“Why would Jesus let us die? Doesn’t He love us?”

Yesterday I preached the funeral of a very dear friend. Over the last ten years, Cindy has become “family” to me, my wife and our four daughters. For six of those years she has battled cancer, valiantly and selflessly. On Sunday afternoon, Cindy finally won: the cancer is dead and Cindy is in the presence of the Lord whom she loved, proclaimed and served. She enjoyed gazing on Christ from afar, and now she is doing so face to face. Victory!

To be honest, however, my heart aches. I feel almost schizophrenic–I have sincere joy for Cindy, but I also have a deep sorrow over the temporary loss of one so dear to me and those I love. Sure, I’m not sorrowing “as those who have no hope,” but I am sorrowing nonetheless.

As I spent extended time with Cindy’s family over the last few weeks, I had several opportunities to explain why God would allow such suffering to enter and end the life of one who loved Him so. The question faced me again last night as my five-year-old, with tears streaming down her face, told me, “I miss Miss Cindy.” She wept, and she surprised me with two very penetrating questions: “Why would Jesus let us die? Doesn’t He love us?”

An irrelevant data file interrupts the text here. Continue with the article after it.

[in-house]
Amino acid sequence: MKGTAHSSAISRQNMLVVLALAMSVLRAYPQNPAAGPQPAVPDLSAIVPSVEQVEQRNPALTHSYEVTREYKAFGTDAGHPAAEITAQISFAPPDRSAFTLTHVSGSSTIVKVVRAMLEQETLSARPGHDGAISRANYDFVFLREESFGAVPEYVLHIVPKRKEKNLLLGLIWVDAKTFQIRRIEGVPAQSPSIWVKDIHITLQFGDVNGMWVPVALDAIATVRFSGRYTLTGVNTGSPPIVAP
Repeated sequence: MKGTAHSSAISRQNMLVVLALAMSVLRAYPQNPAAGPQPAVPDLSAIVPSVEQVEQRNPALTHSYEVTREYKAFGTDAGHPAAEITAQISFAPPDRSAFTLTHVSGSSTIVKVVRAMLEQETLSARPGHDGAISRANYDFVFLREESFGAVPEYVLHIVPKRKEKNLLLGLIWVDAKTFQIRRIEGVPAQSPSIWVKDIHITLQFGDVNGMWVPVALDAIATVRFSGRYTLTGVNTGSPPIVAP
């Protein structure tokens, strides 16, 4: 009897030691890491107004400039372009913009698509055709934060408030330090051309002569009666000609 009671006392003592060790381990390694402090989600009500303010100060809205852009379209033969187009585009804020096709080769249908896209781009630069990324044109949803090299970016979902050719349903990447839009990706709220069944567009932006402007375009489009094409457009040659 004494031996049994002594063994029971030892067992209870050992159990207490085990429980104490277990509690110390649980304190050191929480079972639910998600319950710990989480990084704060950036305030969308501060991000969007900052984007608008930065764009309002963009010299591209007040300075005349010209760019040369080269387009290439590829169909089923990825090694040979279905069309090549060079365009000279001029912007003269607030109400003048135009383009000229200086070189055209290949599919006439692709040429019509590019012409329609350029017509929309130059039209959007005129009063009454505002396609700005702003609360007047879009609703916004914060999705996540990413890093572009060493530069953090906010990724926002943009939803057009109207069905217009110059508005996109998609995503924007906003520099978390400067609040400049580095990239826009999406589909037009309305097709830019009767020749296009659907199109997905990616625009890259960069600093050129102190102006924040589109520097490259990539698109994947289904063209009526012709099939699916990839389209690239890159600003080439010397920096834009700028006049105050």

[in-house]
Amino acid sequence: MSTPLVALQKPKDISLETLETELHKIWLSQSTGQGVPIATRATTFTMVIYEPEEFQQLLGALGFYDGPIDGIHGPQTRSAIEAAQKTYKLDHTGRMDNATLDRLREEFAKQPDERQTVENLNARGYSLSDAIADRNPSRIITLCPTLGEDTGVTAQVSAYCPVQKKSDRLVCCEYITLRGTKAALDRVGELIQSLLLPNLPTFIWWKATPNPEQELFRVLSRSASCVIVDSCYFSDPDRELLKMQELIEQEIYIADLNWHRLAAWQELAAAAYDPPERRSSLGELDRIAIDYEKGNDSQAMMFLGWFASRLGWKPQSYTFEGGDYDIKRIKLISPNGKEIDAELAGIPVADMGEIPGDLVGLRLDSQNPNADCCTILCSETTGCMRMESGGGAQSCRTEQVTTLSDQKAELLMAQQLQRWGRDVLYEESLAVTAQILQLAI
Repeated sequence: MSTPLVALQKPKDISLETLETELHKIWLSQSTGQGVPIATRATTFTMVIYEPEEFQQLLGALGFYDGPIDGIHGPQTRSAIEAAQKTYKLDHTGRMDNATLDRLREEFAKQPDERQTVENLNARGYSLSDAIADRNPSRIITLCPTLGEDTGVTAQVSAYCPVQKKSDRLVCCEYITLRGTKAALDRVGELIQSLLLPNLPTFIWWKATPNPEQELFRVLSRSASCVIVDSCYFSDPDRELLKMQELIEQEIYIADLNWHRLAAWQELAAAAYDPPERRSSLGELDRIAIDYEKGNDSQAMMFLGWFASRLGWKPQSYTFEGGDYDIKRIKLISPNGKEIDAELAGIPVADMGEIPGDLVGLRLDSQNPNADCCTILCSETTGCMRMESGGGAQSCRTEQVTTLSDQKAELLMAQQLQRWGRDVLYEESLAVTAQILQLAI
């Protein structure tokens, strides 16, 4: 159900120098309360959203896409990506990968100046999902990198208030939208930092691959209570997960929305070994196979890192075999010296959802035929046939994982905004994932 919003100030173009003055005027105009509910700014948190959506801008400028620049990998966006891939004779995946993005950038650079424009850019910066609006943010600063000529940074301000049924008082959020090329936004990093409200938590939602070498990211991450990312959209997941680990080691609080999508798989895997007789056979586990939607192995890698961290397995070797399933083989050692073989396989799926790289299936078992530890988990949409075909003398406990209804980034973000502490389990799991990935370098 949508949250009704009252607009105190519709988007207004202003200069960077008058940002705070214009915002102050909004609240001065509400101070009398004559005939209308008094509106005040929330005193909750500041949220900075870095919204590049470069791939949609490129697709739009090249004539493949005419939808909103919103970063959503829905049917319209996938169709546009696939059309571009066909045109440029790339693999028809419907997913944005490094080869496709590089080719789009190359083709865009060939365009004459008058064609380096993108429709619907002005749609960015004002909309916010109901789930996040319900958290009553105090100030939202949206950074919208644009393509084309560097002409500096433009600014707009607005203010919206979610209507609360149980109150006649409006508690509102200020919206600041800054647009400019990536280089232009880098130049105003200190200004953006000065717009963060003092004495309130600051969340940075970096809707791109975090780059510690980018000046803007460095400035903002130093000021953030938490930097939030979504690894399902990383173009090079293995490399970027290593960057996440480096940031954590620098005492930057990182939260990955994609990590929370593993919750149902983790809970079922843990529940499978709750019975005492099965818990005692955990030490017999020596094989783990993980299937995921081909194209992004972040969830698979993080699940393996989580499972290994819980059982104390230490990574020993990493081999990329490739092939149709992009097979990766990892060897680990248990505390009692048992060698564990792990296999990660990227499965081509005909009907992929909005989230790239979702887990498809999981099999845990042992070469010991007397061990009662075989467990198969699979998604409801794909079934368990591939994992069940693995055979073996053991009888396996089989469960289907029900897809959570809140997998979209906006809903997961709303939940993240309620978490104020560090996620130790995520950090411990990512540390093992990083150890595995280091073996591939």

How would you answer that?

I explained to her that Jesus absolutely loves us. “How much does He love us, Dear?” “So much that He died for our sins,” she answered. I explained that because Cindy knew Jesus as her Savior, the moment her body died, her soul–the real Cindy–was with Him. She’s seeing Jesus face to face. She’s not struggling to breathe. She’s not in pain. She’s happy with Jesus.” Esther appears to be satisfied with this.

I believe that there’s a bigger answer, however. Certainly God allows such trials for our sanctification and for His glory, but I’m thinking in even broader terms. I’m looking all the way back to creation and all the way forward to the New Jerusalem. How does death fit into God’s plan for mankind? Some basic lessons from Scripture have provided a perspective that has encouraged me.

1. The world which God created was good–“very good.” There was no sin, no suffering, no cancer, no death. That was God’s doing.

2. When mankind rebelled against God, sin and death marred God’s perfect creation. As a result, and in fulfillment of God’s warning, mankind is spiritually dead and physically dying. Cancer? Death? Suffering? These are man’s doing. Certainly God is sovereign over all things, but mankind is culpable for sin and its effects. The result of man’s rebellion is that all creation is now groaning under the curse. Why did Jesus let Miss Cindy die? “Thorn and thistle.” It’s all about man’s sin; it’s all about the curse; it’s all about sins’ wages. And I believe that as much as death grieves us, it grieves our Lord. In a sense, I believe it angers Him. This is not how He created the world to be. This is a perversion of His perfect Eden.